by Megan Whalen Turner

Greenwillow Books (HarperCollins), May 16, 2017. 339 pages.
Starred Review

Here’s how eagerly I’ve been looking forward to this book: First I reread three books in the Queen’s Thief series in the week before ALA Midwinter Meeting in January. (I couldn’t find my copy of the first book, The Thief. I am going to order myself a new copy.) I looked up the number of the HarperCollins booth at ALA, and on opening night of the exhibits, I went straight there, without passing Go. I asked for and received an advance reader copy of Thick as Thieves. I had my reading material for the rest of the conference!

There’s a note at the front of the advance reader copy from the author. She says, “If you’ve read any of the other Queen’s Thief books, there are characters here you might recognize and be happy to spend time with again. If you haven’t read any of my other books, you can start with this one if you like. Every book spoils some other book, just a little, so there are advantages and disadvantages no matter where you begin.”

On the back of the book, it says that Megan Whalen Turner is the “bestselling and award-winning author of four other stand-alone novels set in the world of the Queen’s Thief.” The “stand-alone” part is arguable. I think you’ll enjoy them more if you read at least the first three books in order.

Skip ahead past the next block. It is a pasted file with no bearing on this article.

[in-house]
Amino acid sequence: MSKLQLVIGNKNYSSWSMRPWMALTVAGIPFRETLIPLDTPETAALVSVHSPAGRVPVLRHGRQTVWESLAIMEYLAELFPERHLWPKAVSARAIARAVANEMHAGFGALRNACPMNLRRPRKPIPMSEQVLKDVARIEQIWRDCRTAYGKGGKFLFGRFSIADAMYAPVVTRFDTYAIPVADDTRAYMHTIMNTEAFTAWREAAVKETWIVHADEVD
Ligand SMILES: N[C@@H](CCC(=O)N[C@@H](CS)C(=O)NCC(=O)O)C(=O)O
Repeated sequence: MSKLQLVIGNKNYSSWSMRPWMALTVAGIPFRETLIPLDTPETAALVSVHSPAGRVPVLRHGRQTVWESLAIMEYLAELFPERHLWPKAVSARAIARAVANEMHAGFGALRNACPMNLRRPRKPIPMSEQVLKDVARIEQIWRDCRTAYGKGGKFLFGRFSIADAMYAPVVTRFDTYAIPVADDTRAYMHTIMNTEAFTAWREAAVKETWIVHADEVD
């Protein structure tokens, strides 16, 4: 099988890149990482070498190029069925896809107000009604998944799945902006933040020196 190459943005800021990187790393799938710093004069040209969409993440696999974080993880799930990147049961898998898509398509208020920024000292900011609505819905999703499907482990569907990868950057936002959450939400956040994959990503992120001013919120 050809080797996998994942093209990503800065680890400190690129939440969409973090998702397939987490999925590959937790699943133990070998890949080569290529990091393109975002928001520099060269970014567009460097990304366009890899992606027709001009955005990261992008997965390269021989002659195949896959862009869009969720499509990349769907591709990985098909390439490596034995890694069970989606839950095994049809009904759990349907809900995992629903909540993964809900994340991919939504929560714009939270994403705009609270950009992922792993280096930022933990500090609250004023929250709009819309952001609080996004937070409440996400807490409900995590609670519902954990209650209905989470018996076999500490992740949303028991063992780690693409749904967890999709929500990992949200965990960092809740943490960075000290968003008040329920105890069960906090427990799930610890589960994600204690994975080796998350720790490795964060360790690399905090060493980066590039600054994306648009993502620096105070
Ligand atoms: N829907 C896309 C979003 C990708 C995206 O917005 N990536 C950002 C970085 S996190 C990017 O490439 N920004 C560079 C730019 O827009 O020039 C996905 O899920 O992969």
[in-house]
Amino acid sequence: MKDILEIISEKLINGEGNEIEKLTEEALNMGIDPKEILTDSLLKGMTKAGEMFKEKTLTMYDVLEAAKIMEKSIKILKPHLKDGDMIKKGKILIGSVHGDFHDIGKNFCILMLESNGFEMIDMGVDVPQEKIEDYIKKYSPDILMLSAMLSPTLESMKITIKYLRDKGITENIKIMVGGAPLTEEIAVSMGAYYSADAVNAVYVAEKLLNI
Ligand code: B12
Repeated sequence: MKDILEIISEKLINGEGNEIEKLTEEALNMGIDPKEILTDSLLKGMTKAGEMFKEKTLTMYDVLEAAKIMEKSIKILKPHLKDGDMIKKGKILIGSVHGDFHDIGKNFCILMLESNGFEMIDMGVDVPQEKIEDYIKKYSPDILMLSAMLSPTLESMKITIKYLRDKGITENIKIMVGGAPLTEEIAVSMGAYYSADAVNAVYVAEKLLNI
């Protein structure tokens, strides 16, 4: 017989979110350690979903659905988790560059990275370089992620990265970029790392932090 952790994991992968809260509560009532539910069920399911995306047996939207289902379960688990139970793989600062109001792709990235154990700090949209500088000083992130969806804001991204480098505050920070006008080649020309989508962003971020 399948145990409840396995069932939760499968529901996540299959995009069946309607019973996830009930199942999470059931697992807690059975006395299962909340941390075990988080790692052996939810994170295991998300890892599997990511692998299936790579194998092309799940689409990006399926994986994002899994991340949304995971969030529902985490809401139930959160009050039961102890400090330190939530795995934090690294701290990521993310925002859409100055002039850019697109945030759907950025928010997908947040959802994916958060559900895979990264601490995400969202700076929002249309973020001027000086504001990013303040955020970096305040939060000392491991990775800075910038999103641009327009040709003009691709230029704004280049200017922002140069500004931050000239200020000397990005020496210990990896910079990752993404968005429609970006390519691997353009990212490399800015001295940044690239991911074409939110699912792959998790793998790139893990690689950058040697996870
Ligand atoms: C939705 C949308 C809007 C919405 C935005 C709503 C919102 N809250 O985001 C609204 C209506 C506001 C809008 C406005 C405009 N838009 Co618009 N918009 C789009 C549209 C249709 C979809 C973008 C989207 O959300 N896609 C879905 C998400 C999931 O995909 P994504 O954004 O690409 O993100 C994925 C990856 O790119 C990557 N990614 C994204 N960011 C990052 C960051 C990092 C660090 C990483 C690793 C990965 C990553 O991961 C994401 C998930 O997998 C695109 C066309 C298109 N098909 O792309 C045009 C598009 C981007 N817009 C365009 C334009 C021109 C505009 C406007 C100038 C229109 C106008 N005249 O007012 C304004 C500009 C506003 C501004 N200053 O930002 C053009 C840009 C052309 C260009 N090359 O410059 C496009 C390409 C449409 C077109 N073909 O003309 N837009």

However, they have a case about this book being stand-alone. I think I might have enjoyed it more if I hadn’t been so impatient for Eugenides (the Queen’s Thief) to show up and for me to find out what he was up to. (I knew he was up to more than met the eye.)

Anyway, this book is set in the Mede empire, focusing on Kamet, the slave of the Mede ambassador to Attolia, who was a part of the second book, The Queen of Attolia. Now they are back home, and Kamet is again close to great power. His master, whose affairs he manages, is the nephew of the Mede emperor, and brother of the emperor’s chosen heir.

As the book begins, Kamet is accosted in an alleyway by an Attolian, who tells Kamet to meet him at the docks after dark. The Attolian will escort Kamet to freedom.

Kamet pretends to go along with it, but he’s laughing inside. Here are some of the reasons why he is happy in his place:

As a slave in the emperor’s palace I had authority over all of my master’s other slaves and most of his free men. I had my own money in my master’s cashbox. I had a library of my own, a collection of texts in my alcove that I carefully packed into their own case whenever my master moved households. I not only could read and write, I could read and write in most of the significant languages of the empire. My master had paid good money for it to be so. Someday he meant to make a gift of me to his brother, and then, as the next emperor’s personal slave, I would be one of the wealthiest and most powerful men in all the empire. I wouldn’t have taken the Attolians’ offer even if I’d believed it was sincere – and I didn’t. They meant to slice my throat and toss me in a sewer, I was sure.

But that same day, something happens to change Kamet’s mind. A friend in the household informs him that their master has been poisoned in his room.